## 2010年  第30卷  第4期

2010, 30(4): 289-311. doi: 10.11728/cjss2010.04.289

Magnetospheric global modeling is a method to link observations from distant regions via physical laws and has long played a unique and crucial role in space physics. It, different from computer simulations, represents the highest level of abstraction of the physical understanding of the processes that cause observed phenomena. It results in various specific models. While it appears in the form of cartoons, it is based on and has to be qualitatively consistent with physical laws. With the advancement of computer simulations, clues to the connection between physical laws and observation can be perceived much more easily than as ever before. However, computer simulation results are highly dependent on the used boundary conditions and numerical methods which may or may not represent the reality, even if the initial conditions are properly set. Therefore, simulations can easily mislead the investigations. Furthermore, a simulation result needs to be examined using diagnostic tools, such as field line tracing and streamline tracing programs. There are uncertainties in these diagnostic methods. The errors can be very large in certain areas under certain conditions. For example, a small error may link two different field lines or stream lines. The interpretations of the simulation results can be misled by these errors. The knowledge of global modeling can be useful in identifying the inconsistencies in the simulations and the flaws in the theoretical interpretation from the simulations. This review-tutorial article outlines the principles of the global modeling and discusses the successes and flaws of several global models.
2010, 30(4): 312-320. doi: 10.11728/cjss2010.04.312

Magnetic reconnection is one of the most important, dynamic phenomena in the magnetotail in terms of magnetic field line configuration change and energy release. It is believed to occur in the distant magnetotail mainly during southward interplanetary magnetic field periods and in the near-Earth magnetotail in association with substorms. In the present paper, we discuss several important issues concerning magnetic reconnection in the magnetotail associated with substorms, such as reconnection signatures, location, timing, spatial scale, and behavior, from the macroscopic, observational point of view.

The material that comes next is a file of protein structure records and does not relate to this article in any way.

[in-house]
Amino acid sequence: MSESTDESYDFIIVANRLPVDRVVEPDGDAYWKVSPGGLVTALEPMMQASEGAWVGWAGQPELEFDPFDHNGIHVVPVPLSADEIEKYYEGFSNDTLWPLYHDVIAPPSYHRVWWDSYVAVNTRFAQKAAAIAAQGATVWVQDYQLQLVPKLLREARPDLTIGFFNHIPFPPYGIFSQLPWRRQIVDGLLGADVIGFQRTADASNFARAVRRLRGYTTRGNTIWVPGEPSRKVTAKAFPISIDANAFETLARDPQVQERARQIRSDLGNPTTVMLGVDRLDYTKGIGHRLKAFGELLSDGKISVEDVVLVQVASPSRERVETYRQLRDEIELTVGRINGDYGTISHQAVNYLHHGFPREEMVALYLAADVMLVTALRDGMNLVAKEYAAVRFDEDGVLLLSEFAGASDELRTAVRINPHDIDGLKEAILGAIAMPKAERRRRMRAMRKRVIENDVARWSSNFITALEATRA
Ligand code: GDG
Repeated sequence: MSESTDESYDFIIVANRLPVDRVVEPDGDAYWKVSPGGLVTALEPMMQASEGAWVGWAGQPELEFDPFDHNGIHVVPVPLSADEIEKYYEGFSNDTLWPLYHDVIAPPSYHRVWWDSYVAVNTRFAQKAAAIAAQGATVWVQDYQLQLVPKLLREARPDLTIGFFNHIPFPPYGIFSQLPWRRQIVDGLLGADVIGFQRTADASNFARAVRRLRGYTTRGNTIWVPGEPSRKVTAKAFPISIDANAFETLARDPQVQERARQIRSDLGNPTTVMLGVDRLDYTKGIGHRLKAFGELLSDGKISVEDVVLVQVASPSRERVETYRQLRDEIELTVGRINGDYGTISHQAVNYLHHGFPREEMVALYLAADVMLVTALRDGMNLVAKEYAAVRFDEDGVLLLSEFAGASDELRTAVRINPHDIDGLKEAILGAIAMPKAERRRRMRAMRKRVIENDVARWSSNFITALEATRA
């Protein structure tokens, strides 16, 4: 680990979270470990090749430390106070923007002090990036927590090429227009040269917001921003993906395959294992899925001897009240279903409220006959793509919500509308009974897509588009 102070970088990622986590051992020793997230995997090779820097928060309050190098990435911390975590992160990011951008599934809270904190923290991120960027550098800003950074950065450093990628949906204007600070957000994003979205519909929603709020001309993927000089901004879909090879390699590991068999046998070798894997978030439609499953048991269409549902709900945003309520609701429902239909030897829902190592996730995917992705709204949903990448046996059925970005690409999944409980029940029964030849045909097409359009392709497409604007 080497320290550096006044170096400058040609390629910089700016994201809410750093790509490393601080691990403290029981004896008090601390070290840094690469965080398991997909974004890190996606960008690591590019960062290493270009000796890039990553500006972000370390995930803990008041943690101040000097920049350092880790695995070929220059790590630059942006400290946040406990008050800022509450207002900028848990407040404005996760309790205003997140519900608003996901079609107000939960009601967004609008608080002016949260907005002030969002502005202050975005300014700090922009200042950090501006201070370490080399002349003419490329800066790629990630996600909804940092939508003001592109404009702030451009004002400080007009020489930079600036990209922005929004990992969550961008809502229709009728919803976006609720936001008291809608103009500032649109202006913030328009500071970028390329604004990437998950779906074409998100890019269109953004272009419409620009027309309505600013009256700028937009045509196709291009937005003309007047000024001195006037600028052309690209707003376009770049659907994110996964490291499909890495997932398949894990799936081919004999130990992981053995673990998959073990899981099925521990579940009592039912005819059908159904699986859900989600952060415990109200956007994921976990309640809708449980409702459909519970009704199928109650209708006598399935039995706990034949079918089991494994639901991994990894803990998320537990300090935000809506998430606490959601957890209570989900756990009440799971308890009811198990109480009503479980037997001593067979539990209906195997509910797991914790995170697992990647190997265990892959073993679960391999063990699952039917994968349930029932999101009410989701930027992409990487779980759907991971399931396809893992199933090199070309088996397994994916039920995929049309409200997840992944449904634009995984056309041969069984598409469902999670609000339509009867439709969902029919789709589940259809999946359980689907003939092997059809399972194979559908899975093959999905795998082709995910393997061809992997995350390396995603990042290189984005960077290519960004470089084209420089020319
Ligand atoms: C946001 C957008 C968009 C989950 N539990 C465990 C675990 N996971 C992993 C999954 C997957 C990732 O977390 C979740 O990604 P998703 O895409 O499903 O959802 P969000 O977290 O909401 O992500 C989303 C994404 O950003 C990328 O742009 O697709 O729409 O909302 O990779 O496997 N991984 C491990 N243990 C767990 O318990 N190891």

2010, 30(4): 321-332. doi: 10.11728/cjss2010.04.321

This paper presents a brief summary of our recent work based on global MHD simulations of the Solar wind-Magnetosphere-Ionosphere (SMI) system with emphasis on the electrodynamic coupling in the system. The main conclusions obtained are summarized as follows. (1) As a main dynamo of the SMI system, the bow shock contributes to both region 1 Field-Aligned Current (FAC) and cross-tail current. Under strong interplanetary driving conditions and moderate Alfven Mach numbers, the bow shock's contribution may exceed more than fifty percent of the total of either region 1 or cross-tail currents. (2) In terms of more than 100 simulation runs with due southward Interplanetary Magnetic Field (IMF), we have found a combined parameter f = EswPswMA-1/2 (Esw, Psw, and MA are the solar wind electric field, ram pressure, and Alfven Mach number, respectively): both the ionospheric transpolar potential and the magnetopause reconnection voltage vary linearly with f for small f, but saturate for large f. (3) The reconnection voltage is approximately fitted by sin3/2θIMF/2, where θIMF is the IMF clock angle. The ionospheric transpolar potential, the voltage along the polar cap boundary, and the electric fields along the merging line however defined they may be, respond differently to θIMF, so it is not justified to take them as substitutes for the reconnection voltage.
2010, 30(4): 333-342. doi: 10.11728/cjss2010.04.333

A three-dimensional (3-D) global hybrid simulation is carried out for the generation and structure of magnetic reconnection in the magnetosheath due to interaction of an interplanetary Tangential Discontinuity (TD) with the bow shock and magnetosphere. Runs are performed for solar wind TDs possessing different initial half-widths. As the TD propagates through the bow shock toward the magnetopause, it is greatly narrowed by a two-step compression processes, a "shock compression'' followed by a subsequent convective compression''. In cases with a relatively thin solar wind TD, 3-D patchy reconnection is initiated in the transmitted TD, forming magnetosheath flux ropes. Multiple components of ion particles are present in the velocity distribution in the magnetosheath merging, accompanied by ion heating. For cases with a relatively wide initial TD, a dominant single X-line appears in the subsolar magnetosheath after the transmitted TD is narrowed. A shock analysis is performed for the detailed structure of magnetic reconnection in the magnetosheath. Rotational Discontinuity (RD)/Time-Dependent Intermediate Shock (TDIS) are found to dominate the reconnection layer, which and some weak slow shocks are responsible for the ion heating and acceleration.